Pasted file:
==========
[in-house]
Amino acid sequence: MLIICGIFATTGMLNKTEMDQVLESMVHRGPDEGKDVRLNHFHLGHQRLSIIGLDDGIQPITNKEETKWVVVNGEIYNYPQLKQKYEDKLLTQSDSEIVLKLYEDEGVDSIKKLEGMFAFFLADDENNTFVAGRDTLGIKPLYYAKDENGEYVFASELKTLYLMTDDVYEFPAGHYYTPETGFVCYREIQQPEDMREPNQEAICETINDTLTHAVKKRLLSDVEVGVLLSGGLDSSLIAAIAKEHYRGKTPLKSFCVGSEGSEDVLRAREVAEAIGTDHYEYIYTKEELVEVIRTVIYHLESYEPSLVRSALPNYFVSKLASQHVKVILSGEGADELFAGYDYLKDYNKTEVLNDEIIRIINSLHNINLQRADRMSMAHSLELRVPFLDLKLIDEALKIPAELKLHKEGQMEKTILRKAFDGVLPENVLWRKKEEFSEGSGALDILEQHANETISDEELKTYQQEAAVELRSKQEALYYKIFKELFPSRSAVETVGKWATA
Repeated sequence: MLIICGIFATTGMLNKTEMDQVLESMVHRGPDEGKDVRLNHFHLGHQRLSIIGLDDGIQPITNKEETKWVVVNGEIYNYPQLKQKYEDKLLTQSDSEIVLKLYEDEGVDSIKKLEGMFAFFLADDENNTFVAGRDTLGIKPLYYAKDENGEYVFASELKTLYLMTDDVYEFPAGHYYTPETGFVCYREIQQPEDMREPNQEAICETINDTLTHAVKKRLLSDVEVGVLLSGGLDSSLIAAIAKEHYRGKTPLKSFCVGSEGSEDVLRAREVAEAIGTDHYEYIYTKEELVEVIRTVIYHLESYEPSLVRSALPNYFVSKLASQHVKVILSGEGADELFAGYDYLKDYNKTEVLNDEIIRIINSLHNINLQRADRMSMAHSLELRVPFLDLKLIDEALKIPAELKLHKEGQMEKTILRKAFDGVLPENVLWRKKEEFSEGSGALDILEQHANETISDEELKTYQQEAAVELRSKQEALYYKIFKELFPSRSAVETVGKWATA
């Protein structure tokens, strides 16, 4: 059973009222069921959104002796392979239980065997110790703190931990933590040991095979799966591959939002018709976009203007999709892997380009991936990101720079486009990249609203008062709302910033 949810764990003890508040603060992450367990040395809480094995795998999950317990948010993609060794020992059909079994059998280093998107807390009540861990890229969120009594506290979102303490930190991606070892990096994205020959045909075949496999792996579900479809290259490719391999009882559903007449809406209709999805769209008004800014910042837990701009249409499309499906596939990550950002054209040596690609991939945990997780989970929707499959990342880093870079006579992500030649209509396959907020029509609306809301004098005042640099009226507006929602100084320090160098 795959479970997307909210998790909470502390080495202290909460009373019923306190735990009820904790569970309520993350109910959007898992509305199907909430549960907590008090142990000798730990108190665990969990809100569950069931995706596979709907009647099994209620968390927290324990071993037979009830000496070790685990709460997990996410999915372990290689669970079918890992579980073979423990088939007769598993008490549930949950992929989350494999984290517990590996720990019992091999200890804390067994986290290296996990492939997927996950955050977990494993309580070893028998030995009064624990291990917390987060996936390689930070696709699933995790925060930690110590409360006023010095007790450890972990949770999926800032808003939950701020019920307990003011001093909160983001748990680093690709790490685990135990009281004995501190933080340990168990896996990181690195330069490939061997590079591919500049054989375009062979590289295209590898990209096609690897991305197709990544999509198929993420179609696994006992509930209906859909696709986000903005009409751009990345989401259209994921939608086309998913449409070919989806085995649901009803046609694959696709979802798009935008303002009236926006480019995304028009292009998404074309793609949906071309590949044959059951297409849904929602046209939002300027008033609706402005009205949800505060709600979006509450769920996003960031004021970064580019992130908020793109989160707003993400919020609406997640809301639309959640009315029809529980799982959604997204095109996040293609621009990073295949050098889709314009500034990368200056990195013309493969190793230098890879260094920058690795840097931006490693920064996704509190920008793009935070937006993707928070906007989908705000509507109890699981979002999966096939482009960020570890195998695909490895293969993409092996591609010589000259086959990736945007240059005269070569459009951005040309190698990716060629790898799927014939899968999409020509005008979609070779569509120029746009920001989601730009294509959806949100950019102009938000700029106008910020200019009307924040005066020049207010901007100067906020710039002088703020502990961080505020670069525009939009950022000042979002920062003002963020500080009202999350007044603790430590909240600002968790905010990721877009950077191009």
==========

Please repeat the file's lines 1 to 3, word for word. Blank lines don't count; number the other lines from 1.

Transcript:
[in-house]
Amino acid sequence: MLIICGIFATTGMLNKTEMDQVLESMVHRGPDEGKDVRLNHFHLGHQRLSIIGLDDGIQPITNKEETKWVVVNGEIYNYPQLKQKYEDKLLTQSDSEIVLKLYEDEGVDSIKKLEGMFAFFLADDENNTFVAGRDTLGIKPLYYAKDENGEYVFASELKTLYLMTDDVYEFPAGHYYTPETGFVCYREIQQPEDMREPNQEAICETINDTLTHAVKKRLLSDVEVGVLLSGGLDSSLIAAIAKEHYRGKTPLKSFCVGSEGSEDVLRAREVAEAIGTDHYEYIYTKEELVEVIRTVIYHLESYEPSLVRSALPNYFVSKLASQHVKVILSGEGADELFAGYDYLKDYNKTEVLNDEIIRIINSLHNINLQRADRMSMAHSLELRVPFLDLKLIDEALKIPAELKLHKEGQMEKTILRKAFDGVLPENVLWRKKEEFSEGSGALDILEQHANETISDEELKTYQQEAAVELRSKQEALYYKIFKELFPSRSAVETVGKWATA
Repeated sequence: MLIICGIFATTGMLNKTEMDQVLESMVHRGPDEGKDVRLNHFHLGHQRLSIIGLDDGIQPITNKEETKWVVVNGEIYNYPQLKQKYEDKLLTQSDSEIVLKLYEDEGVDSIKKLEGMFAFFLADDENNTFVAGRDTLGIKPLYYAKDENGEYVFASELKTLYLMTDDVYEFPAGHYYTPETGFVCYREIQQPEDMREPNQEAICETINDTLTHAVKKRLLSDVEVGVLLSGGLDSSLIAAIAKEHYRGKTPLKSFCVGSEGSEDVLRAREVAEAIGTDHYEYIYTKEELVEVIRTVIYHLESYEPSLVRSALPNYFVSKLASQHVKVILSGEGADELFAGYDYLKDYNKTEVLNDEIIRIINSLHNINLQRADRMSMAHSLELRVPFLDLKLIDEALKIPAELKLHKEGQMEKTILRKAFDGVLPENVLWRKKEEFSEGSGALDILEQHANETISDEELKTYQQEAAVELRSKQEALYYKIFKELFPSRSAVETVGKWATA